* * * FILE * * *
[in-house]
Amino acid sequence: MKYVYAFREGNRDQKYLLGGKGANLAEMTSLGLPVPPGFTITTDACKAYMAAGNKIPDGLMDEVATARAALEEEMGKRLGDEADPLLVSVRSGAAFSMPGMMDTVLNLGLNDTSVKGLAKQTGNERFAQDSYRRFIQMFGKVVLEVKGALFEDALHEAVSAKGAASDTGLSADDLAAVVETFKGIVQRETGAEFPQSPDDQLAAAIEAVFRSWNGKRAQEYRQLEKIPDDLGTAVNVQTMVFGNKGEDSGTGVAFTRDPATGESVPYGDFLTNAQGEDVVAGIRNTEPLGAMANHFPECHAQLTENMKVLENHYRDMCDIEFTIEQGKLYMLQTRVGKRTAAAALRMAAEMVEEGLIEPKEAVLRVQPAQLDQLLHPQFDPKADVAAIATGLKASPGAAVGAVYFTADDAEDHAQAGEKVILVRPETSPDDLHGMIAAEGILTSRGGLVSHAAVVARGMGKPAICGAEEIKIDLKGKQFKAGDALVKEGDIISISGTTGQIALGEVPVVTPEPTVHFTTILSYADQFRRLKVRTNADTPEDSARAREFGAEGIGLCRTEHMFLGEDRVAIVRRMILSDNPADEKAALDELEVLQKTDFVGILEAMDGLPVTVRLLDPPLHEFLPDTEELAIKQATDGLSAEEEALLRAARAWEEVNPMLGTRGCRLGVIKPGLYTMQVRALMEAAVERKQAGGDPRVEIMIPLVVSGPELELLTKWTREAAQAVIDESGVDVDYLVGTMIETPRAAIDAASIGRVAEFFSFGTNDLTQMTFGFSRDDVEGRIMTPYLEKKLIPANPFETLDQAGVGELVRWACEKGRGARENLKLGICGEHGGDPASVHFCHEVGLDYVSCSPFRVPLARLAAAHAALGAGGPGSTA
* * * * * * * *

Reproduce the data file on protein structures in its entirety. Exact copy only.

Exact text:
[in-house]
Amino acid sequence: MKYVYAFREGNRDQKYLLGGKGANLAEMTSLGLPVPPGFTITTDACKAYMAAGNKIPDGLMDEVATARAALEEEMGKRLGDEADPLLVSVRSGAAFSMPGMMDTVLNLGLNDTSVKGLAKQTGNERFAQDSYRRFIQMFGKVVLEVKGALFEDALHEAVSAKGAASDTGLSADDLAAVVETFKGIVQRETGAEFPQSPDDQLAAAIEAVFRSWNGKRAQEYRQLEKIPDDLGTAVNVQTMVFGNKGEDSGTGVAFTRDPATGESVPYGDFLTNAQGEDVVAGIRNTEPLGAMANHFPECHAQLTENMKVLENHYRDMCDIEFTIEQGKLYMLQTRVGKRTAAAALRMAAEMVEEGLIEPKEAVLRVQPAQLDQLLHPQFDPKADVAAIATGLKASPGAAVGAVYFTADDAEDHAQAGEKVILVRPETSPDDLHGMIAAEGILTSRGGLVSHAAVVARGMGKPAICGAEEIKIDLKGKQFKAGDALVKEGDIISISGTTGQIALGEVPVVTPEPTVHFTTILSYADQFRRLKVRTNADTPEDSARAREFGAEGIGLCRTEHMFLGEDRVAIVRRMILSDNPADEKAALDELEVLQKTDFVGILEAMDGLPVTVRLLDPPLHEFLPDTEELAIKQATDGLSAEEEALLRAARAWEEVNPMLGTRGCRLGVIKPGLYTMQVRALMEAAVERKQAGGDPRVEIMIPLVVSGPELELLTKWTREAAQAVIDESGVDVDYLVGTMIETPRAAIDAASIGRVAEFFSFGTNDLTQMTFGFSRDDVEGRIMTPYLEKKLIPANPFETLDQAGVGELVRWACEKGRGARENLKLGICGEHGGDPASVHFCHEVGLDYVSCSPFRVPLARLAAAHAALGAGGPGSTA